Preparing India’s Oil & Gas Sector for Changing Climate

With the robust growth that India needs, it is unlikely that oil and gas would cease to have a role in India’s energy mix, said Mr Prabir Sengupta, Distinguished Fellow, TERI, while setting the tone for the panel discussion onFuture of Oil and Gas Sector of India in a Climate Constrained World” at the WSDS 2018.

In 2017, oil and gas constituted over one third of India’s primary energy mix. The Paris Agreement on climate change requires countries to better document their mitigation and adaptation challenges and efforts as well as progressively revise their nationally determined contributions (NDCs) towards achieving the global goal of limiting mean temperature rise to well below 2° C. Achieving the target in the Paris Agreement would require decarbonization of the energy sector and electrification of transport sector.

According to Mr Sengupta, past experience shows that amongst the range of risks posed by climate change, the oil and gas sector is primarily vulnerable to extreme climatic events, such as cyclones, storm surges, and floods. It is also sensitive to slow onset events, such as rise in mean ambient temperature, increased water scarcity, and declining soil moisture.

Risks to Infrastructure

Risk to infrastructure is a function of its vulnerability and exposure to climatic event, said Dr Manish Shrivastava, Fellow, TERI. A particular climatic event, such as extreme rainfall, may become more frequent or less intense compared to past patterns, he said. Hence, when considering climate change-induced risks to infrastructure, one has to consider how risk profile at a given location is likely to change with respect to existing profile. One must also consider that if similar assets are equally exposed to the same climatic event, the asset with higher capacity is at a higher risk in terms of financial losses, he said.

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Market Outlook under NDCs

Talking about NDCs, Dr Ritu Mathur, Senior Fellow & Director, TERI, said India’s long-term energy demands are expected to be influenced not only by its economic growth targets, but also with the way government policies and consequently alternative technologies evolve in terms of their costs and efficiencies. To assess the implications of alternative energy development paths for India, a scenario-based analysis using TERI’s MARKAL model has been undertaken that visualizes different scenarios related to policies and trends in energy efficiency and renewable energy share as it was in 2015 till 2050; the balance between use of fossil fuels and non-fossil fuels for meeting India’s current NDC target; the rate of reduction in emission intensity of GDP through 2050; rates of GHG emission reductions consistent with the target of 2° C, and the pursuit of renewable energy supply along with rapid adoption of electric vehicles.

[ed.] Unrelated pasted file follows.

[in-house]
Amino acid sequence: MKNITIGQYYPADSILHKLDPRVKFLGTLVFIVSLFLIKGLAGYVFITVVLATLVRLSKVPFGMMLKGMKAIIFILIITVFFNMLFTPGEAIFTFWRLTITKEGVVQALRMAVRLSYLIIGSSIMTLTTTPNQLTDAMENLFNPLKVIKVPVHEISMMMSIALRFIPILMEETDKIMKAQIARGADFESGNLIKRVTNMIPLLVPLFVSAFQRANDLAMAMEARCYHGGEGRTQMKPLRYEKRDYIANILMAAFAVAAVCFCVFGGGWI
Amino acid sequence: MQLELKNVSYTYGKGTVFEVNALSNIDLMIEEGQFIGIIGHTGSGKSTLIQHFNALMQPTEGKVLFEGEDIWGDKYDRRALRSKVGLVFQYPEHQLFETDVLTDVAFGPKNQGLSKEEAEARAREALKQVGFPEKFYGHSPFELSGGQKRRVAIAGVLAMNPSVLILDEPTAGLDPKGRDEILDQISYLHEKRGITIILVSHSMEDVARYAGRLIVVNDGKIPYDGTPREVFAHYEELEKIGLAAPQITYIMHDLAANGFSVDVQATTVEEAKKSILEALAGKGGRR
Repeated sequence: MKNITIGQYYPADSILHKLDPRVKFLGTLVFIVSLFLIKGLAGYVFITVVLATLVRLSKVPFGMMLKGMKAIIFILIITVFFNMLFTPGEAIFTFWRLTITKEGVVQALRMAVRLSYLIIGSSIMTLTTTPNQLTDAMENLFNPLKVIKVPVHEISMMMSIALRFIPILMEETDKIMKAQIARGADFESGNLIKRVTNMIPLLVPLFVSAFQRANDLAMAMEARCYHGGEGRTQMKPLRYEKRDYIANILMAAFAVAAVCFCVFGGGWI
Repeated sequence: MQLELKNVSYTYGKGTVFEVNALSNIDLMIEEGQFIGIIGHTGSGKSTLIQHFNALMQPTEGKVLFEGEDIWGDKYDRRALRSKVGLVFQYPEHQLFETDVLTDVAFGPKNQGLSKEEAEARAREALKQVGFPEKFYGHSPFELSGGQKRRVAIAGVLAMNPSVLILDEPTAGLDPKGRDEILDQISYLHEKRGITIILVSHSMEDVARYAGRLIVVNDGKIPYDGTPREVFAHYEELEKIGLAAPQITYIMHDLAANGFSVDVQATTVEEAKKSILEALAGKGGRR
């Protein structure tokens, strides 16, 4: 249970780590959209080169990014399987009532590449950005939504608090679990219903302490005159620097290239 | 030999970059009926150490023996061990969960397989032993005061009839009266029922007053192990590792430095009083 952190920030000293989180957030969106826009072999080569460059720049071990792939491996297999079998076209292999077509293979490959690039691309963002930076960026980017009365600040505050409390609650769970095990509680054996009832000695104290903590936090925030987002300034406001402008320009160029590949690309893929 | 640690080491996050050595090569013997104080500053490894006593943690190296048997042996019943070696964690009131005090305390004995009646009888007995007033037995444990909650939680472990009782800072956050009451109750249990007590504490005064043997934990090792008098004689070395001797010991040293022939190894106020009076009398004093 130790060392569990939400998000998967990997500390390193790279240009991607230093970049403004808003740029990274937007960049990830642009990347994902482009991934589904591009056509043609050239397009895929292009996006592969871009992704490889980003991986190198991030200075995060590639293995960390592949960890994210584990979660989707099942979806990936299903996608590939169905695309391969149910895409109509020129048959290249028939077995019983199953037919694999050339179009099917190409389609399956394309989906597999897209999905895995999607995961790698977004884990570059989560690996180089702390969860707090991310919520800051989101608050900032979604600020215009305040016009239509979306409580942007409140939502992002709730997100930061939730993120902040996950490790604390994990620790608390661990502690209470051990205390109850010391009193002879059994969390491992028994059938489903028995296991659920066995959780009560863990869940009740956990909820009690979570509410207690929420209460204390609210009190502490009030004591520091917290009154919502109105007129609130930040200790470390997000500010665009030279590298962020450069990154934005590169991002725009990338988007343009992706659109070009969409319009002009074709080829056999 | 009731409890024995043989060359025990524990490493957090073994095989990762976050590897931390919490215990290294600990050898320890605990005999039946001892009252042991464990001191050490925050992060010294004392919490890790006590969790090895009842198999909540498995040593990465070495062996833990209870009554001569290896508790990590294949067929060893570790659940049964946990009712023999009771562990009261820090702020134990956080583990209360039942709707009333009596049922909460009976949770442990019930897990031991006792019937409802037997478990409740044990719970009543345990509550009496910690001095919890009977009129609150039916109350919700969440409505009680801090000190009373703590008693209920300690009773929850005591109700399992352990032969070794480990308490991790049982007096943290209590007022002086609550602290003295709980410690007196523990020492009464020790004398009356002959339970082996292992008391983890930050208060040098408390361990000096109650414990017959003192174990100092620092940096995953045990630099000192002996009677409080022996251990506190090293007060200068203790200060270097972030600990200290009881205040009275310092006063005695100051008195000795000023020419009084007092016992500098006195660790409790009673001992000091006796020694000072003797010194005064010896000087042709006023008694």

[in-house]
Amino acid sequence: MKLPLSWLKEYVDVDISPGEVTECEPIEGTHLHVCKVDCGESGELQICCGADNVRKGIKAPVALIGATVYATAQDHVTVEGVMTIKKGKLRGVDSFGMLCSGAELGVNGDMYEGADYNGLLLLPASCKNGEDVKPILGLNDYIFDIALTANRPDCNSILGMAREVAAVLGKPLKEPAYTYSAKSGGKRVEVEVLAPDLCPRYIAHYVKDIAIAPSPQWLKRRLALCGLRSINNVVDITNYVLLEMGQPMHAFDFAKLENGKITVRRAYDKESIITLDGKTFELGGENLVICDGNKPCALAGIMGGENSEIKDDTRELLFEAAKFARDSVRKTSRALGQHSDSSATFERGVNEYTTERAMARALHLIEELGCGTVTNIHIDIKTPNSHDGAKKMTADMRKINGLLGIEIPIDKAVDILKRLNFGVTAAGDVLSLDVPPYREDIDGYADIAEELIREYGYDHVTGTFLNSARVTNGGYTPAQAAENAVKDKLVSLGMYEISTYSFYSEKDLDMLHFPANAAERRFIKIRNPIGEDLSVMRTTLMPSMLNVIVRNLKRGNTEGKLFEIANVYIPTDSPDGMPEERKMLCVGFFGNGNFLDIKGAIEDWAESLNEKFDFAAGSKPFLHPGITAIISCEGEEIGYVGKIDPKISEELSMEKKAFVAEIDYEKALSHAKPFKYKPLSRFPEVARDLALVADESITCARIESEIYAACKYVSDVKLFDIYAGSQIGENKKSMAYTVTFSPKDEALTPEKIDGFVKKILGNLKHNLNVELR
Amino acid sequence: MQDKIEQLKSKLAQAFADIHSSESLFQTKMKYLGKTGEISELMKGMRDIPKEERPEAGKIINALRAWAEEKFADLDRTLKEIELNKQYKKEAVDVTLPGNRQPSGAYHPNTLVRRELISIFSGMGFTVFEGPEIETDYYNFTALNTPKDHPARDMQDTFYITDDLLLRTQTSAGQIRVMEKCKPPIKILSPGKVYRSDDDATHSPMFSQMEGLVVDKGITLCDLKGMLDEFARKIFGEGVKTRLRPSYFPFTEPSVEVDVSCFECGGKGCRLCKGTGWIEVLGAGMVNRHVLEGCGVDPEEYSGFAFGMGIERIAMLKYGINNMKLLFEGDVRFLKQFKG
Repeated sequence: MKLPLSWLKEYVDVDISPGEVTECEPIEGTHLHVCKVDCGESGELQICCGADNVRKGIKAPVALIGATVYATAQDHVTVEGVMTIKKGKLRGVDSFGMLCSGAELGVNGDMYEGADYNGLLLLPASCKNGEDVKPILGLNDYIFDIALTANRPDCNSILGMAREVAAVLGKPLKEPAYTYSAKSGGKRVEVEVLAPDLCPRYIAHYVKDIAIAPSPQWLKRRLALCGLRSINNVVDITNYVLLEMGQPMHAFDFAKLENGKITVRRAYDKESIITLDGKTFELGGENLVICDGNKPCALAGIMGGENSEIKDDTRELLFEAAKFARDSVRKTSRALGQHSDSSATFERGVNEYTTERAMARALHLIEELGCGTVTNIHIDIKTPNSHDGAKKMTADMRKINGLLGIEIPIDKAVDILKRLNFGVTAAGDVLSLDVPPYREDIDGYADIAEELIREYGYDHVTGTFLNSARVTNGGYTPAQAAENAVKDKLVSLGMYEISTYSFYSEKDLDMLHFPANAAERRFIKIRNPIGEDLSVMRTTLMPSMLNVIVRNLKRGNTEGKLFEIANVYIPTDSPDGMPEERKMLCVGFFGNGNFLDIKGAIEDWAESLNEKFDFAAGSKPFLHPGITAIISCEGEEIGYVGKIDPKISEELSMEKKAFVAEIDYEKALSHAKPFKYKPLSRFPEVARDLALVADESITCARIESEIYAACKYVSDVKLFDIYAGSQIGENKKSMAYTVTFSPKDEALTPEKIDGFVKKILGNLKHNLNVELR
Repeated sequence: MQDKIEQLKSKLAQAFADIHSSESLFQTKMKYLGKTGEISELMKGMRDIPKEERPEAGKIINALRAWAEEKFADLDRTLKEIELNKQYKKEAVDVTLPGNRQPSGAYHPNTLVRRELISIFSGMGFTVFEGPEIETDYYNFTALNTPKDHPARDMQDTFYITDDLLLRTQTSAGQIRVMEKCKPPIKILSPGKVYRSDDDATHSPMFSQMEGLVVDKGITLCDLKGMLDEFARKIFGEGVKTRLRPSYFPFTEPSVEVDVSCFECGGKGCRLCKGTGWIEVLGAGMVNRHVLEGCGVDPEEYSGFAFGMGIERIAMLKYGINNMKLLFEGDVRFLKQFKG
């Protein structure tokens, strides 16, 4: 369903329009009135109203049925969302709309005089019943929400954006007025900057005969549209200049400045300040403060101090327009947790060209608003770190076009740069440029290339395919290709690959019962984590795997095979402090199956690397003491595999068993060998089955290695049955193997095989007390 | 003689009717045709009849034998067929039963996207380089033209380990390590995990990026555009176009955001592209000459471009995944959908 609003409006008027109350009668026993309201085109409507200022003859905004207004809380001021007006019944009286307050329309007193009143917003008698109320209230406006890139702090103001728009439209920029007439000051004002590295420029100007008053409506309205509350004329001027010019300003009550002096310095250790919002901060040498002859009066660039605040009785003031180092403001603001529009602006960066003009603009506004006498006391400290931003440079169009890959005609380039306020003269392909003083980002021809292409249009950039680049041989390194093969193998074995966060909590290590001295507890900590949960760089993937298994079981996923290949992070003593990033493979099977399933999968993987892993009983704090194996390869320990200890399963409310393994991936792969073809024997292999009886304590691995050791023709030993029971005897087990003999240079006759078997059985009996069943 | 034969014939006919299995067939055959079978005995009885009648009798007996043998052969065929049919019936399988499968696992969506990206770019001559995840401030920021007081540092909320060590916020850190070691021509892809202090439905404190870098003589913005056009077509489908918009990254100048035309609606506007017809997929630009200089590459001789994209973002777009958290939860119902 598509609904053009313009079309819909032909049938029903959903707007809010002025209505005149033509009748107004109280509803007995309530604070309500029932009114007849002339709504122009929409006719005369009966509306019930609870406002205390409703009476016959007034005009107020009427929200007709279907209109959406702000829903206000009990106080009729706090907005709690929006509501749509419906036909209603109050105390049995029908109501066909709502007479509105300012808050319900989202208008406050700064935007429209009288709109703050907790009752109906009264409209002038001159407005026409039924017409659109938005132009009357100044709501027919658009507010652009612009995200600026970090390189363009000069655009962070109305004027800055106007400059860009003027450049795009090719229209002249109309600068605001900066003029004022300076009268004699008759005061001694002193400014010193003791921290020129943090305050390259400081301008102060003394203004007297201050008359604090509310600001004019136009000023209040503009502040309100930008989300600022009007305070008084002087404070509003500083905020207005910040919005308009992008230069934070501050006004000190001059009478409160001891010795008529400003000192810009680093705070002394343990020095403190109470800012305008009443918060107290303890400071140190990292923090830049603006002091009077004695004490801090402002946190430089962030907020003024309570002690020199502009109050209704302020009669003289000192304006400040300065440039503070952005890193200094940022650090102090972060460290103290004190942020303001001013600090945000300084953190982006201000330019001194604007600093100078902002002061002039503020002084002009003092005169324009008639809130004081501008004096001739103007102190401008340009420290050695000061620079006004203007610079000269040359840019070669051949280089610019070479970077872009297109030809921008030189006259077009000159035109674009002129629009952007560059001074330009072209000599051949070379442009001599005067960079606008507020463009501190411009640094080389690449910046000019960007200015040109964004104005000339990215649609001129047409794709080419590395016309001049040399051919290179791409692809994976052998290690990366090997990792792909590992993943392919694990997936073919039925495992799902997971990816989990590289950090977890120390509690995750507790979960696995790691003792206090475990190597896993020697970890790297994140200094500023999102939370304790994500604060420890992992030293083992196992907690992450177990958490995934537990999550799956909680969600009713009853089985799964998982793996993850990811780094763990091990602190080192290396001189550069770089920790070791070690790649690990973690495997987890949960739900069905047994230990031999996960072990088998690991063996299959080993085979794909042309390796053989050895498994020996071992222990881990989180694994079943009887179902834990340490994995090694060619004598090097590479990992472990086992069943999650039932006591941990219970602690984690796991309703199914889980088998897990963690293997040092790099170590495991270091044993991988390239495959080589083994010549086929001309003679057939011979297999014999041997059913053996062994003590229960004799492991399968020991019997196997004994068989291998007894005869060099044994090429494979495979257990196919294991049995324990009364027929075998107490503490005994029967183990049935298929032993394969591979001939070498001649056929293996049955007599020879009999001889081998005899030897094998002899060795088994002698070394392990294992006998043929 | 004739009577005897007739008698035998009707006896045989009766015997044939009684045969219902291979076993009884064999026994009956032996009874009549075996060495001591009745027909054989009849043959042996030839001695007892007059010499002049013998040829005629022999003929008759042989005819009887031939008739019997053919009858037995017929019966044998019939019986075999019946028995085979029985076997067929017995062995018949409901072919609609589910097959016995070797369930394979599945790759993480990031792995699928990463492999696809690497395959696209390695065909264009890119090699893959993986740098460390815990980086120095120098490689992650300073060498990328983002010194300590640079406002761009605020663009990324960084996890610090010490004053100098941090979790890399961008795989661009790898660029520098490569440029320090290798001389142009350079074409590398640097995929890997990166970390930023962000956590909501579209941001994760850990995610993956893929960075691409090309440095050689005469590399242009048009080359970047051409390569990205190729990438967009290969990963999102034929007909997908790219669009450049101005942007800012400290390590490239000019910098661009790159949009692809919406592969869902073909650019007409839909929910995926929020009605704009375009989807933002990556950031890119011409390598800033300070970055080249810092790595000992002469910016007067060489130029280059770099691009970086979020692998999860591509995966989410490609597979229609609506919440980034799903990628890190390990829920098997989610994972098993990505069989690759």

Transparency Challenges

Dr Mathur observed that the default emission factors for developing countries are significantly higher compared to the default emission factors for developed countries. Given that India’s oil and gas sector is technologically at par with developed countries, continued use of default emission factors for developing countries in GHG emissions accounting from the sector may result in over reporting of emissions.

Preparedness of the Sector

According to Dr Shrivastava, the most glaring gap in terms of sector’s preparedness with respect to climate change is the understanding of potential changes in the pattern of climatic activities and precise understanding of the resilience of the sector. The regulatory framework and guidelines also need to be aligned with current scientific findings on climate change and its impact on the Indian subcontinent.

The Way Forward

Summing up, Dr Shrivastava said the Indian oil and gas sector should be concerned more from the resilience point of view rather than mitigation of GHG emissions. The preparatory actions, primarily pertaining to the existing infrastructure, should be taken by the concerned companies within the next five years. In the long term, he said, a comprehensive scientific programme involving industry, academic institutions, and government agencies is required to build the necessary knowledge base and integrated impact models to better assess coastal vulnerability.